Predicting changes in high-intensity intermittent running performance with acute responses to short jump rope workouts
Buchheit M, Rabbani A and Taghi Beigi H. Predicting changes in high-intensity intermittent running performance with acute responses to short jump rope workouts in children. J Sport Sci & Med, 2014, In Press.
The aims of the present study were to 1) examine whether individual HR and RPE responses to a jump rope workout could be used to predict changes in high-intensity intermittent running performance in young athletes, and 2) examine the effect of using different methods to determine a smallest worthwhile change (SWC) on the interpretation of group-average and individual changes in the variables. Before and after an 8-week high-intensity training program, 13 children athletes (10.6±0.9 yr) performed a high-intensity running test (30-15 Intermittent Fitness Test, VIFT) and three jump rope workouts, where HR and RPE were collected. The SWC was defined as either 1/5th of the between-subjects standard deviation or the variable typical error (CV). After training, the large ≈9% improvement in VIFT was very likely, irrespective of the SWC. Standardized changes were greater for RPE (very likely-to-almost certain, ~30-60% changes, ~4-16 times > SWC) than for HR (likely-to-very likely, ~2-6% changes, ~1- 6 times >SWC) responses. Using the CV as the SWC lead to the smallest and greater changes for HR and RPE, respectively. The predictive value for individual performance changes tended to be better for HR (74-92%) than RPE (69%), and greater when using the CV as the SWC. The predictive value for no-performance change was low for both measures (<26%). Substantial decreases in HR and RPE responses to short jump rope workouts can predict substantial improvements in high-intensity running performance at the individual level. Using the CV of test measures as the SWC might be the better option.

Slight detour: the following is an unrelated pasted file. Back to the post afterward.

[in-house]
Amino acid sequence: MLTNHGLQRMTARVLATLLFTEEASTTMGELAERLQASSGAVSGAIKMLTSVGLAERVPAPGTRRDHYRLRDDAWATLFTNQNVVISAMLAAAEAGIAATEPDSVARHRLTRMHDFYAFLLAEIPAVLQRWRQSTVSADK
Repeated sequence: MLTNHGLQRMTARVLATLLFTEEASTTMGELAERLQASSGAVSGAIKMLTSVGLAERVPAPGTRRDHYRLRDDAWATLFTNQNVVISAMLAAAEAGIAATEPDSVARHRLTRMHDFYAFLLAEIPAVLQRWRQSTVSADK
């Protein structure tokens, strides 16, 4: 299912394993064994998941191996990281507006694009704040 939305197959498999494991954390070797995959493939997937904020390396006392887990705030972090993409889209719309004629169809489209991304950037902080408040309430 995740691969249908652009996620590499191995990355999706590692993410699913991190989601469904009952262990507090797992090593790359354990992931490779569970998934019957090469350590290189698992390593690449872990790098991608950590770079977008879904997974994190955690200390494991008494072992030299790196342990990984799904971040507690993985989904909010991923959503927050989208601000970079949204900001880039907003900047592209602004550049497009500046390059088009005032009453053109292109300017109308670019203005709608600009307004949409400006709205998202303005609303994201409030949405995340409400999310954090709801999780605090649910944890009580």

Key words: submaximal heart rate; rate of perceived exertion; OMNI scale; 30-15 Intermittent Fitness Test; progressive statistics.
A couple of questions - possibly stupid as I am just a personal trainer. Why such young subjects? I assume they have a few training years, but how much of their training has been individualized? I see athletes in late teens from team sports that seem quite disconnected from RPE. In a 15 minute graded treadmill test, their reported RPE might change from 6/10 to 8/10 in less than 2 minutes relative to a speed increase of less than 6% even though HR, similarly, has only increased by 5% to 6%. On other hand, youth & adult clients who have done more individualized training seem to express better RPE association with gradient of intensity and duration. Obviously, I have not studied this in any detail - this is just a rough opinion. Thanks for any time you spend considering these questions!